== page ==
Please submit an objection to your local. It doesn’t have to be a long detailed letter. The message is simple: Salmon Farms kill Wild Fish and pollute the environment.
Below is a sample letter that you can download here: TD Objection Letter
Get a full list of TD’s Emails here: TD Email Addresses
To _____________ TD Date / /
I am seriously concerned with BIM’s aquaculture proposals for Galway Bay and the Marine Harvest Ireland proposal for Bantry Bay. The proposals to introduce large scale salmon farming in these Bay’s has the potential to seriously impact on the already declining wild salmon and sea trout stock in Ireland and indeed throughout the North East Atlantic. Salmon and sea trout anglers in Ireland have contributed millions of euro to the salmon conservation stamp fund to help in the recovery of our dwindling stocks. Anglers throughout the country are spending a lot of time effort and money working on habitat restoration projects in attempts to provide better spawning opportunities and nursery areas for juvenile salmon and sea-trout. Following the result of the SALSEA project, NASCO has advised all of the participating countries to maximise the spawning potential of their rivers as this is one area we have direct control over and can help in a stock recovery.
The SALSEA project discovered a high mortality rate of juvenile salmon smolts during the migratory phase of their life cycle. Contact with high levels of sea lice was evident on the west coast of Ireland particularly in areas where salmon farms were located. It was also discovered that while the smolts were moving out through the bays where salmon farms were located many of them became heavily infested with sea lice. As the smolts moved further out to sea they were captured and examined at different points on their migratory route, the sea lice were growing and the smolts were losing weight and eventually dying off. The salmon farms in our bays are now attracting the parasites in enormous numbers and their caged salmon have become captive hosts for the sea lice that are killing our wild Atlantic salmon and sea trout.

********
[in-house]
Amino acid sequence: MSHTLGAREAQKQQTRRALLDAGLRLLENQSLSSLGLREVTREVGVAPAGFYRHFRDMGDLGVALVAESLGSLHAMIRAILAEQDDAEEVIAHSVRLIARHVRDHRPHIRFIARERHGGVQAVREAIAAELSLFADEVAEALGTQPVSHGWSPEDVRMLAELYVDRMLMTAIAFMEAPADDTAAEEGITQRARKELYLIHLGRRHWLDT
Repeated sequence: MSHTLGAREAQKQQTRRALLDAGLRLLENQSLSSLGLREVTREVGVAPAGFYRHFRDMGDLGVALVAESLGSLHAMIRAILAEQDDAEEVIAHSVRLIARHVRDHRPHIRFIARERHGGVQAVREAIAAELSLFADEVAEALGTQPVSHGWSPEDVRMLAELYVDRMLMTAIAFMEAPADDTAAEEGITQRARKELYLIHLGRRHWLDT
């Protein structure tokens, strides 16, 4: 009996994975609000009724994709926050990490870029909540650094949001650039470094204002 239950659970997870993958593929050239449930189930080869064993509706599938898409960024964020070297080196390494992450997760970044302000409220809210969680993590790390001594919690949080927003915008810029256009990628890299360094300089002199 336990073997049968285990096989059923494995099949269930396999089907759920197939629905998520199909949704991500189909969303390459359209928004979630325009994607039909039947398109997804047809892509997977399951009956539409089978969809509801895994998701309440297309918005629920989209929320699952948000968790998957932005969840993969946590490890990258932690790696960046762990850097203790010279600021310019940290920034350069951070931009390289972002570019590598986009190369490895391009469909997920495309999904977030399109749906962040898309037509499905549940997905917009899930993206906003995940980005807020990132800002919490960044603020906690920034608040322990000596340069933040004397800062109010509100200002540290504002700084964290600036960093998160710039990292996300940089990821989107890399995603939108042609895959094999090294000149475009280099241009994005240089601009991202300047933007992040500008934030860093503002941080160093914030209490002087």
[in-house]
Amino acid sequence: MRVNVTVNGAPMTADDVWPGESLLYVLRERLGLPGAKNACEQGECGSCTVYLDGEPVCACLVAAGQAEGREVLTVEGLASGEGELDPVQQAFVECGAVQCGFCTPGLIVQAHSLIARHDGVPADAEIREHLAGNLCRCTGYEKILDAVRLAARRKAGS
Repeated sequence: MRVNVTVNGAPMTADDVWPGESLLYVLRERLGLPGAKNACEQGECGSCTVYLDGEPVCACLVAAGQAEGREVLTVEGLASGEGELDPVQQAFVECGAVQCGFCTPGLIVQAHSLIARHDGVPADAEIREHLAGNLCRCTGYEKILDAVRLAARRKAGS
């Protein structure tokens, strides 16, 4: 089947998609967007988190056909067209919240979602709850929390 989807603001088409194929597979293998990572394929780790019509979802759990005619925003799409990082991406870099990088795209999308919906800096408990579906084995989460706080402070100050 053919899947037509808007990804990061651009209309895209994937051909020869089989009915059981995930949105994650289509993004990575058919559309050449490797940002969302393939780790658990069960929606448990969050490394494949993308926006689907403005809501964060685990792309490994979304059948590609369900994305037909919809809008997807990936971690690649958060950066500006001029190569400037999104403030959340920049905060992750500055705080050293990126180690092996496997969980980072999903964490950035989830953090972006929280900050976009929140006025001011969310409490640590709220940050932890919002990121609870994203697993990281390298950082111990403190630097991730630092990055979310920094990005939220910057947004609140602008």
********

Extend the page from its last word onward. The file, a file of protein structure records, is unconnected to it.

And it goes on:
Inland Fisheries Ireland collaborated in an international study to examine the impact of sea lice on the marine survival of Atlantic salmon. The report results reveal that on average 39% of salmon mortalities were attributable to sea lice. This has a significant impact on wild salmon numbers and therefore wild salmon fisheries. These findings together with results of many other published scientific reports have built an evidence base that can no longer be ignored by the aquaculture industry. Currently in Ireland many rivers are closed to salmon fishing both for commercial and angling due to not meeting their conservation limits. Where salmon farming aquaculture exists, we get an abundance of sea lice. Studies have shown there are naturally high mortality rates of wild salmon stocks at sea however, this coupled with the synergistic effects of even a small level of parasite additive mortality can lead to a large loss in adult salmon.
The prevalence of this sea lice parasite alone can lead to a 39% loss of abundance in addition, in the areas where conservation limits are not being met or where stocks are in decline such as the River Feale we now have even a more serious threat of the loss of genetic variability. This is extremely serious as genetic studies in Irish rivers have shown that many river systems have several different genetic strains of wild Atlantic salmon.
Where the numbers of returning adults are low and not meeting the conservation limits the potential genetic loss is much greater. We are now closer than ever before to loosing these stocks for ever.
As a concerned angler and citizen, I vehemently oppose any further developments of salmon farming such as proposed by BIM for Galway and Marine Harvest Ireland for Bantry Bay because of the extreme high risks involved. The risks are even higher when organic fish farming is planned as only a maximum of two sea lice treatments is allowed, anything above that will result in losing the organic status label.
This Irish angling industry is worth an estimated €230 million per year to the economy. What is being proposed has the potential to destroy this. We are not opposed to closed containment land based fin fish farming with good controls as it will not impact on the wild fish stocks.
I request you bring my concerns to the Minister and advise him of the risks of losing our wild Atlantic salmon and sea trout stocks and the €230 million from our angling tourism. People are working hard on the ground to develop this industry and are financially contributing to it. As stakeholders we ask that these marine salmon farm proposals be rejected and recommend that closed containment land based systems are the way forward.